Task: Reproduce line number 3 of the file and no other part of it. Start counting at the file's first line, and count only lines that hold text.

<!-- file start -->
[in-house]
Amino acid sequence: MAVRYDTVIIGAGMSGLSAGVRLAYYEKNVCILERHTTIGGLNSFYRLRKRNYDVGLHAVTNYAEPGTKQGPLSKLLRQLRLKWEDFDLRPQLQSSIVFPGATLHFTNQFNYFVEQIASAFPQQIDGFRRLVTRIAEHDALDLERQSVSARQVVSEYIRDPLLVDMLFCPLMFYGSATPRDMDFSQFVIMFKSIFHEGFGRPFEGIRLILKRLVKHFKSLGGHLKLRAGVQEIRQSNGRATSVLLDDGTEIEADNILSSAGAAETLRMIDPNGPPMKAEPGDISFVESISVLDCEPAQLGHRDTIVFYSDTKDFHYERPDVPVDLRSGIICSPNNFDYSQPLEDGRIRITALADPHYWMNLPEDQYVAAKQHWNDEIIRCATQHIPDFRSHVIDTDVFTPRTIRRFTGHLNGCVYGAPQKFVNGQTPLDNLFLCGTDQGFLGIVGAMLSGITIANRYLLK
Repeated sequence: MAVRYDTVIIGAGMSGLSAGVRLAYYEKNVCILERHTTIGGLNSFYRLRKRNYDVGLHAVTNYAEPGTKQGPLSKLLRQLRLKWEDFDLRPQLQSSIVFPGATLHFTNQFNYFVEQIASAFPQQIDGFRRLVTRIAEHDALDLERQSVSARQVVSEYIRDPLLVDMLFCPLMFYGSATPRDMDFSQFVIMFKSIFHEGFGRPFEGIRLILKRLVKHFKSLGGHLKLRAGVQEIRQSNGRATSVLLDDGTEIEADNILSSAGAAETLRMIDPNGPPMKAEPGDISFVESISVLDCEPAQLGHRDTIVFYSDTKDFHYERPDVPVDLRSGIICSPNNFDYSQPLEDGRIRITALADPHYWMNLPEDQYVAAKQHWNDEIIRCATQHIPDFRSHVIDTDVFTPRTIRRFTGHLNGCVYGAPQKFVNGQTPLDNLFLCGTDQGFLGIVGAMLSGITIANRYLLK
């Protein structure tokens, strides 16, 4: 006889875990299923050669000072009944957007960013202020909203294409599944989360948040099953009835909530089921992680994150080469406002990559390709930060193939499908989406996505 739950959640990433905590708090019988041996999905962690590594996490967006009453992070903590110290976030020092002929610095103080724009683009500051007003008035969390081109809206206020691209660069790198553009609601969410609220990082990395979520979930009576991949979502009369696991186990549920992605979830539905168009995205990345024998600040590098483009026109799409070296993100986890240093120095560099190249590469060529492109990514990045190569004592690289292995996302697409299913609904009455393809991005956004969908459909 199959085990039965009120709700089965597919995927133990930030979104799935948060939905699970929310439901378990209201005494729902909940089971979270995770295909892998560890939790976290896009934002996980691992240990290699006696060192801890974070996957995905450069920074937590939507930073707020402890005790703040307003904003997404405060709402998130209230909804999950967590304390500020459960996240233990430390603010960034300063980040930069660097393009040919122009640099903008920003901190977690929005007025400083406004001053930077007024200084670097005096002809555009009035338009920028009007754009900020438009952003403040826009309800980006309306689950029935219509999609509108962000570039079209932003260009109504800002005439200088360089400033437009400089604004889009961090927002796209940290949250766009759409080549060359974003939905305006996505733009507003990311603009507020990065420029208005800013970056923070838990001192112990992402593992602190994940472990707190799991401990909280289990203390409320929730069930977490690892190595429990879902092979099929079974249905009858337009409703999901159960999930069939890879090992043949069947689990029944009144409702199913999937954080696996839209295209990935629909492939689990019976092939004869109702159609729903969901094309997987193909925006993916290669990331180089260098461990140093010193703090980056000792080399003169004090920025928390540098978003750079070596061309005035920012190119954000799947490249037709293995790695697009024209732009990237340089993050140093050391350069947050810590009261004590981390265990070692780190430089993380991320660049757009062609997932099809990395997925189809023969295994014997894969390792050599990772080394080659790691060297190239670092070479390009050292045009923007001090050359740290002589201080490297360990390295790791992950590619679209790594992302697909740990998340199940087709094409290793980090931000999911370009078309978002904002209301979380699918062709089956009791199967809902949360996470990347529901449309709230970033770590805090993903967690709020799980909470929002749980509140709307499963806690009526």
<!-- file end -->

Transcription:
Repeated sequence: MAVRYDTVIIGAGMSGLSAGVRLAYYEKNVCILERHTTIGGLNSFYRLRKRNYDVGLHAVTNYAEPGTKQGPLSKLLRQLRLKWEDFDLRPQLQSSIVFPGATLHFTNQFNYFVEQIASAFPQQIDGFRRLVTRIAEHDALDLERQSVSARQVVSEYIRDPLLVDMLFCPLMFYGSATPRDMDFSQFVIMFKSIFHEGFGRPFEGIRLILKRLVKHFKSLGGHLKLRAGVQEIRQSNGRATSVLLDDGTEIEADNILSSAGAAETLRMIDPNGPPMKAEPGDISFVESISVLDCEPAQLGHRDTIVFYSDTKDFHYERPDVPVDLRSGIICSPNNFDYSQPLEDGRIRITALADPHYWMNLPEDQYVAAKQHWNDEIIRCATQHIPDFRSHVIDTDVFTPRTIRRFTGHLNGCVYGAPQKFVNGQTPLDNLFLCGTDQGFLGIVGAMLSGITIANRYLLK